Not before 1952 the Hofbräu brewery has its own Oktoberfest tent. Its popularity with Anglo-Saxons resulted in it offering the only standing room.
The former royal and now state-owned Hofbräuhaus has been present at Oktoberfest for a surprisingly short period of time. Even more remarkable, the first Hofbräu beer was not served at the Hofbräu tent, but at Schottenhamel in the early 50s. Finally, in 1952, Hofbräu opened its own beer tent for the very first time.
Inheriting the reputation of the renowned Hofbräuhaus am Platzl and the brewery successfully exporting beer to the English speaking world, the Hofbräu-Festzelt is most popular among Anglo-saxons. Adapting foreign drinking habits, it became the only tent with a large standing area in the 80s. It’s located directly in front of the band and accommodates around 1000 mostly international guests.
The tent’s decoration is dominated by 600 kilos of hops hanging from the roof. The angel levitating under the roof is Aloisius, protagonist of the Ludwig Thoma satire “Ein Münchner im Himmel”, who is sent to deliver a divine inspiration to the Bavarian government, but finally gets wasted at Hofbräuhaus, where he still sits today. Divine inspiration never reached the government. Unlike Hofbräuhaus am Platz, the atmosphere at the Hofbräu tent is much less traditional and instead rowdier - among others due to its international guests. Only its façade is reminiscent of the original Hofbräuhaus.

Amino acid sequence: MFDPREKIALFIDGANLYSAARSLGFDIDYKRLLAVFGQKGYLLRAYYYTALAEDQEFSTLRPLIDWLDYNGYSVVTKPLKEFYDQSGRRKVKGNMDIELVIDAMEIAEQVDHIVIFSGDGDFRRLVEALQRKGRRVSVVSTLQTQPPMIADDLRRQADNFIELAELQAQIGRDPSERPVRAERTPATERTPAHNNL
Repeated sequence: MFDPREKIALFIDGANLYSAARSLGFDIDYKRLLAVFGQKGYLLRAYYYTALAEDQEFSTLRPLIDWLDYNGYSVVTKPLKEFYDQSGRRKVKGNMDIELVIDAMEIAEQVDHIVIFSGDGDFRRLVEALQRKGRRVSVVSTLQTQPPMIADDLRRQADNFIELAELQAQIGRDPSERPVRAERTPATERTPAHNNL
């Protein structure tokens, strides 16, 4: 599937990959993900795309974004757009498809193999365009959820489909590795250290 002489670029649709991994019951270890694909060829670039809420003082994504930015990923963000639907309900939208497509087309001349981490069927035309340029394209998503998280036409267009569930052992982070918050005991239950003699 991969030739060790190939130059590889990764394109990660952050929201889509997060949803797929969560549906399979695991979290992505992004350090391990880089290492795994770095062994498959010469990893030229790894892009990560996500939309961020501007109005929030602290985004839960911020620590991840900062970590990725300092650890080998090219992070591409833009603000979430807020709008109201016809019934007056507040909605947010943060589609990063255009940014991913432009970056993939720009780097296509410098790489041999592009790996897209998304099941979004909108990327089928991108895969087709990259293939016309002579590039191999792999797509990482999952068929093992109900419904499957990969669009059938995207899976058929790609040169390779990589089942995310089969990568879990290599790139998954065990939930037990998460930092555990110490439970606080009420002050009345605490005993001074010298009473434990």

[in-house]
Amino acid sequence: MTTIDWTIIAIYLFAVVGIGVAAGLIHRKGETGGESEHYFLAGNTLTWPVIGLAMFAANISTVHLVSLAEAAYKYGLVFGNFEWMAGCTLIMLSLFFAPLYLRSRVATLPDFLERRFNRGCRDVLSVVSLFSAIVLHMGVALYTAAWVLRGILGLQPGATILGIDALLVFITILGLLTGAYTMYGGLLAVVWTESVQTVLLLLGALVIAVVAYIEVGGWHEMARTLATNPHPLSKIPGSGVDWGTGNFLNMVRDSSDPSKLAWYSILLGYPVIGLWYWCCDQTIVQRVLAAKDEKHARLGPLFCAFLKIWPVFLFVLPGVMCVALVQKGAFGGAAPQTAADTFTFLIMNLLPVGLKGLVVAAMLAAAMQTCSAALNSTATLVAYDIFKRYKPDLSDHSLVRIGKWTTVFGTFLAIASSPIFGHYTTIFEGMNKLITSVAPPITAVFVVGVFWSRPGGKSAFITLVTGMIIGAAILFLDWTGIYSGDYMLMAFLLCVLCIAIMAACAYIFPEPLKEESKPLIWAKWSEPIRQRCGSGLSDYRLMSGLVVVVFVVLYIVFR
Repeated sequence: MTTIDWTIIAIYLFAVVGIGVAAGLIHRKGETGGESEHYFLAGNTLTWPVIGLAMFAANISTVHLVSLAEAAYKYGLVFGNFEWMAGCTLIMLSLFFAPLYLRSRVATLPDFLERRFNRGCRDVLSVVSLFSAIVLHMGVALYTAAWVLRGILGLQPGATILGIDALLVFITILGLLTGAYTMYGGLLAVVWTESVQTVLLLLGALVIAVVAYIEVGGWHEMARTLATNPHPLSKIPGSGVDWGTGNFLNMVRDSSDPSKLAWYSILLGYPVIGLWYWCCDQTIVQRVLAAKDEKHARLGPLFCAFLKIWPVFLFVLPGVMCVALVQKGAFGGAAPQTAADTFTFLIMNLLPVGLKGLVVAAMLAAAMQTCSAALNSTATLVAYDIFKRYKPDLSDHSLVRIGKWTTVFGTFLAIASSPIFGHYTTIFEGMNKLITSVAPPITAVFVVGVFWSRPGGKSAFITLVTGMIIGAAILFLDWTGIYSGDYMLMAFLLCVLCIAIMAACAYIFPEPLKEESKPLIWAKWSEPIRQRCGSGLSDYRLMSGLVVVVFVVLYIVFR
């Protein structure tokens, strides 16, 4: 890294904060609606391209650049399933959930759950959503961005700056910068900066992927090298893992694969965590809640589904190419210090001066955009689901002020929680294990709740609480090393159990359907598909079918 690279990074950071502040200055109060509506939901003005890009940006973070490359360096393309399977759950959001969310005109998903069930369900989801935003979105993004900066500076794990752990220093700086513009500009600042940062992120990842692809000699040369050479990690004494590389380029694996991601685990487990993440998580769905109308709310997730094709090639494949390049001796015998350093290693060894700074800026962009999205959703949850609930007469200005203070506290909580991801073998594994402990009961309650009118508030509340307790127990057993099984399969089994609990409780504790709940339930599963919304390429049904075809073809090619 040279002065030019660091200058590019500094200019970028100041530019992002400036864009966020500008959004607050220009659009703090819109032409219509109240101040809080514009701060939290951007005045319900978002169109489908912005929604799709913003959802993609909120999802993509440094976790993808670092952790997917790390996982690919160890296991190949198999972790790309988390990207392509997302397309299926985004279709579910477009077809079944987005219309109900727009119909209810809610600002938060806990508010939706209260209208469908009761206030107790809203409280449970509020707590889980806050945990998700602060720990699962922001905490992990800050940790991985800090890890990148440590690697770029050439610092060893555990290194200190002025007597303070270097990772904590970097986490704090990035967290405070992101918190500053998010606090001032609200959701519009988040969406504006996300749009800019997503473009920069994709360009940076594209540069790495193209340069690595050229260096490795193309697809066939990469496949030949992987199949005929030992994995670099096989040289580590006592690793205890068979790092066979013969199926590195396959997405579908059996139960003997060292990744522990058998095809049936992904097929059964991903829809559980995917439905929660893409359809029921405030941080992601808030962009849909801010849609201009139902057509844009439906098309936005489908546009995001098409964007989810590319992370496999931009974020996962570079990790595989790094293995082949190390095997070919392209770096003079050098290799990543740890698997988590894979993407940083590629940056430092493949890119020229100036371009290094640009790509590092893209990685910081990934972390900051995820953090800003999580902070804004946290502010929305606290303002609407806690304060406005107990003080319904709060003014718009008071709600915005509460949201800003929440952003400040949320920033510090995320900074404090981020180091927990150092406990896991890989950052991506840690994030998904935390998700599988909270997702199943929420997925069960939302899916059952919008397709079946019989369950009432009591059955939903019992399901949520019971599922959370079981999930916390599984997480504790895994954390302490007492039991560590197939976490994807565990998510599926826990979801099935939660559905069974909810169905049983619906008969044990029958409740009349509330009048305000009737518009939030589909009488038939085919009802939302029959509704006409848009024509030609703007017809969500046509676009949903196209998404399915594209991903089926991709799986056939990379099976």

If you’re looking to party with fellow english-speakers, the standing area of the Hofbräuzelt is the place to go.